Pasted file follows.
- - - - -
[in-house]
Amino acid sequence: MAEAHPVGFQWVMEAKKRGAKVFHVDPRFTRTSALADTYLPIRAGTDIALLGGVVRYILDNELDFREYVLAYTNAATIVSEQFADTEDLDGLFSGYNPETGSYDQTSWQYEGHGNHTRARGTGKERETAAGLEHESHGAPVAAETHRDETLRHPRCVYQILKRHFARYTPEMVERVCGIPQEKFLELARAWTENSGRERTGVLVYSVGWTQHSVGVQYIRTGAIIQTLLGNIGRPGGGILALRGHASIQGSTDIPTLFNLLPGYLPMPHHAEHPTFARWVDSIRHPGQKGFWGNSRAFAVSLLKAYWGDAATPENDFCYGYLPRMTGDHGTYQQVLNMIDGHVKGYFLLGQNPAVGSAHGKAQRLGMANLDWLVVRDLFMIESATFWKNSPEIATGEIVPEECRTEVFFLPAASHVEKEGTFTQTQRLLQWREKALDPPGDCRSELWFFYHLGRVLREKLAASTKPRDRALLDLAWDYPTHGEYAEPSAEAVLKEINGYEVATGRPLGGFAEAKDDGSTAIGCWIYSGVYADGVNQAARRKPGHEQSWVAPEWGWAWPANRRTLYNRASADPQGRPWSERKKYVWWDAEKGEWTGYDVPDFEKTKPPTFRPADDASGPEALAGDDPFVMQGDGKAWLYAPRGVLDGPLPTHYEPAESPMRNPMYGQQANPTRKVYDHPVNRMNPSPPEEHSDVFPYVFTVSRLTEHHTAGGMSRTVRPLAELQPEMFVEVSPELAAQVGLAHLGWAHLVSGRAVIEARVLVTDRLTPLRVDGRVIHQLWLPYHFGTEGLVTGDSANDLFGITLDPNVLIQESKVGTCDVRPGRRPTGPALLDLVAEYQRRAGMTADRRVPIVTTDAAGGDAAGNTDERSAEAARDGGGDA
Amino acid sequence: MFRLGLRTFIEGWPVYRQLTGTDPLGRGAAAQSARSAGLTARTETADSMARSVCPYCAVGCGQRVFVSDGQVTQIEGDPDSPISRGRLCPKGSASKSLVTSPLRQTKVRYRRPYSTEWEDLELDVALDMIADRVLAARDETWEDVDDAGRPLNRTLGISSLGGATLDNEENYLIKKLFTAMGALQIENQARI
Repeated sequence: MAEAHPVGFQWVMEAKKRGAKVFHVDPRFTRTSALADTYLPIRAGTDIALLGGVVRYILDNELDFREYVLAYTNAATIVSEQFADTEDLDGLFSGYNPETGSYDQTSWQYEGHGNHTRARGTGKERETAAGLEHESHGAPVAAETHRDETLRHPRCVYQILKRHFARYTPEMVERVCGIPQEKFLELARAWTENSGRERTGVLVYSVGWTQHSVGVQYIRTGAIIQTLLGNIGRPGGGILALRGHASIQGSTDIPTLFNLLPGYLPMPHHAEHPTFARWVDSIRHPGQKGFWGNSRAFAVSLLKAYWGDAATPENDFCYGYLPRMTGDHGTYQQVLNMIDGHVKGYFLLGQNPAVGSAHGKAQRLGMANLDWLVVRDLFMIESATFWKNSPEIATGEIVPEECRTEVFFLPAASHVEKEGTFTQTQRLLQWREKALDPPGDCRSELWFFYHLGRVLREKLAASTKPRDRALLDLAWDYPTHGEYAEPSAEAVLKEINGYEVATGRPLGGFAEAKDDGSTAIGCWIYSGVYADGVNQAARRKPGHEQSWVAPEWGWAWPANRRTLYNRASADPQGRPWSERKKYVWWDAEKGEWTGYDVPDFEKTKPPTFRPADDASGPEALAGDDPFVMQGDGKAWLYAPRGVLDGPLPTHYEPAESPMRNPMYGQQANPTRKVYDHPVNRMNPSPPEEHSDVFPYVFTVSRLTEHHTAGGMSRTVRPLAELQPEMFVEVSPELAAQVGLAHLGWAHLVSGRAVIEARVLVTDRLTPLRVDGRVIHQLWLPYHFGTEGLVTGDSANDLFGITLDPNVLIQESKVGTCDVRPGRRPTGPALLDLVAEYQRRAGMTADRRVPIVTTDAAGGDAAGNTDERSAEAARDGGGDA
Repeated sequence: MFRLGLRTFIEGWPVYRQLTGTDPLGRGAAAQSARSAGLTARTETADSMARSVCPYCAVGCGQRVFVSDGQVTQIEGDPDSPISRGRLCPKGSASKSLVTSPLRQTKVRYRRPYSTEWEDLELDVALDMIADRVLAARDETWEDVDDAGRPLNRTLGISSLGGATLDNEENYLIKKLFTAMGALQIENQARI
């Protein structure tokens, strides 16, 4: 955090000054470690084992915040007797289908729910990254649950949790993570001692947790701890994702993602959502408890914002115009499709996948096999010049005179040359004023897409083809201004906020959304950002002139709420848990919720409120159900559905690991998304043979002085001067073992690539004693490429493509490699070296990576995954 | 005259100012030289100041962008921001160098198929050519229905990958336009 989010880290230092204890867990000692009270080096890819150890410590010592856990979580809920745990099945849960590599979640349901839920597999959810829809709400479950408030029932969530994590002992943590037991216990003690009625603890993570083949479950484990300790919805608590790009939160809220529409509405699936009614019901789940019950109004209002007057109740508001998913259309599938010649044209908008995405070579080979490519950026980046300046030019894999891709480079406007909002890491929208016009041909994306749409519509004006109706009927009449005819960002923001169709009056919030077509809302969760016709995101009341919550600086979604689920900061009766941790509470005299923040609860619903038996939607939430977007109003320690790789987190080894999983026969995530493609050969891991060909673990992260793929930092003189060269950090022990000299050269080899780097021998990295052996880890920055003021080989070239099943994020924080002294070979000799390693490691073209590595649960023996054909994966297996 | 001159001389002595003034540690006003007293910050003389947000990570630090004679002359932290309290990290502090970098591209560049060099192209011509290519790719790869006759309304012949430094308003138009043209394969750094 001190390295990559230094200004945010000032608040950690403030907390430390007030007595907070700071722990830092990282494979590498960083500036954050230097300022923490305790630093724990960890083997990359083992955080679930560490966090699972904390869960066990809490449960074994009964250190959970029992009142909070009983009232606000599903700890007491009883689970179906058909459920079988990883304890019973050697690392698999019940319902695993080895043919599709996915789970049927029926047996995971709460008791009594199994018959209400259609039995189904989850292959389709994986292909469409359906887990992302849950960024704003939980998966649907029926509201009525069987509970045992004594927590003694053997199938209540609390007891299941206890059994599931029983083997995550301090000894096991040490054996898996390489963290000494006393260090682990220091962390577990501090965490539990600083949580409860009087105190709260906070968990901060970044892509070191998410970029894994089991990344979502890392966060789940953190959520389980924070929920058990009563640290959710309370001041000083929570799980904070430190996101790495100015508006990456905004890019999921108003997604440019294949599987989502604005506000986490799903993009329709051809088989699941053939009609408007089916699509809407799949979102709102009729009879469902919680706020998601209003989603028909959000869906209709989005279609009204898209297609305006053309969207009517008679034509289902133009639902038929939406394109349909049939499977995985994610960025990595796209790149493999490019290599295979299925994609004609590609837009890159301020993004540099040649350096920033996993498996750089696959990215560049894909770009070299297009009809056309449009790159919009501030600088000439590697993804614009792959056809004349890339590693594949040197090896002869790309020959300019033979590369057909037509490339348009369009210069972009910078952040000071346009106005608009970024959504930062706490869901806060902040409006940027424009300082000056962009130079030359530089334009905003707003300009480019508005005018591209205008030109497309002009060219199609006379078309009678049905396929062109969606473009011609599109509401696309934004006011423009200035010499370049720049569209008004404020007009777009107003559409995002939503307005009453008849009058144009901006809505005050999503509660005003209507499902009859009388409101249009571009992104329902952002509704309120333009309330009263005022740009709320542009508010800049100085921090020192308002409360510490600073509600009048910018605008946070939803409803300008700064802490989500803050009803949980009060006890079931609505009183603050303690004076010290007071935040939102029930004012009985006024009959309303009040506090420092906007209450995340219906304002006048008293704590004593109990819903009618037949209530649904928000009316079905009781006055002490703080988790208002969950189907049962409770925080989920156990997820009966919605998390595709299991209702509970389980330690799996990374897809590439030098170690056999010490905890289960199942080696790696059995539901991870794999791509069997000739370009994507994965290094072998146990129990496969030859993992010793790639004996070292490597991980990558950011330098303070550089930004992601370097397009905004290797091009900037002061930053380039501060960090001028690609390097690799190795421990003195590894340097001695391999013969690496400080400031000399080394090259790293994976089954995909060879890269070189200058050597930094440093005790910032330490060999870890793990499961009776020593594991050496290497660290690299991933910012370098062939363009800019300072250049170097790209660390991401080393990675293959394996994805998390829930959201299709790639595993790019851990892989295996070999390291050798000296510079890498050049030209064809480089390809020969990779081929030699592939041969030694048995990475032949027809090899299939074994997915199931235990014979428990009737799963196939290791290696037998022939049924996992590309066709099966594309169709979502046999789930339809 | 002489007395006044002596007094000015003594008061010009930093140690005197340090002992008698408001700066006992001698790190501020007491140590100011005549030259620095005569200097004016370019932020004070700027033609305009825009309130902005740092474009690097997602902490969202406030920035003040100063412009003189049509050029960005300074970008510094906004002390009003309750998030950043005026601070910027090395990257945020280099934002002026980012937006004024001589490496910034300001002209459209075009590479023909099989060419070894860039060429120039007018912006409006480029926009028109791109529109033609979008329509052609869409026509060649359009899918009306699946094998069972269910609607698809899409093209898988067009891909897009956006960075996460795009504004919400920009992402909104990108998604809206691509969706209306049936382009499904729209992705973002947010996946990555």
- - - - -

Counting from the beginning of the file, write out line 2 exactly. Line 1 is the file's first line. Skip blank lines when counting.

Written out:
Amino acid sequence: MAEAHPVGFQWVMEAKKRGAKVFHVDPRFTRTSALADTYLPIRAGTDIALLGGVVRYILDNELDFREYVLAYTNAATIVSEQFADTEDLDGLFSGYNPETGSYDQTSWQYEGHGNHTRARGTGKERETAAGLEHESHGAPVAAETHRDETLRHPRCVYQILKRHFARYTPEMVERVCGIPQEKFLELARAWTENSGRERTGVLVYSVGWTQHSVGVQYIRTGAIIQTLLGNIGRPGGGILALRGHASIQGSTDIPTLFNLLPGYLPMPHHAEHPTFARWVDSIRHPGQKGFWGNSRAFAVSLLKAYWGDAATPENDFCYGYLPRMTGDHGTYQQVLNMIDGHVKGYFLLGQNPAVGSAHGKAQRLGMANLDWLVVRDLFMIESATFWKNSPEIATGEIVPEECRTEVFFLPAASHVEKEGTFTQTQRLLQWREKALDPPGDCRSELWFFYHLGRVLREKLAASTKPRDRALLDLAWDYPTHGEYAEPSAEAVLKEINGYEVATGRPLGGFAEAKDDGSTAIGCWIYSGVYADGVNQAARRKPGHEQSWVAPEWGWAWPANRRTLYNRASADPQGRPWSERKKYVWWDAEKGEWTGYDVPDFEKTKPPTFRPADDASGPEALAGDDPFVMQGDGKAWLYAPRGVLDGPLPTHYEPAESPMRNPMYGQQANPTRKVYDHPVNRMNPSPPEEHSDVFPYVFTVSRLTEHHTAGGMSRTVRPLAELQPEMFVEVSPELAAQVGLAHLGWAHLVSGRAVIEARVLVTDRLTPLRVDGRVIHQLWLPYHFGTEGLVTGDSANDLFGITLDPNVLIQESKVGTCDVRPGRRPTGPALLDLVAEYQRRAGMTADRRVPIVTTDAAGGDAAGNTDERSAEAARDGGGDA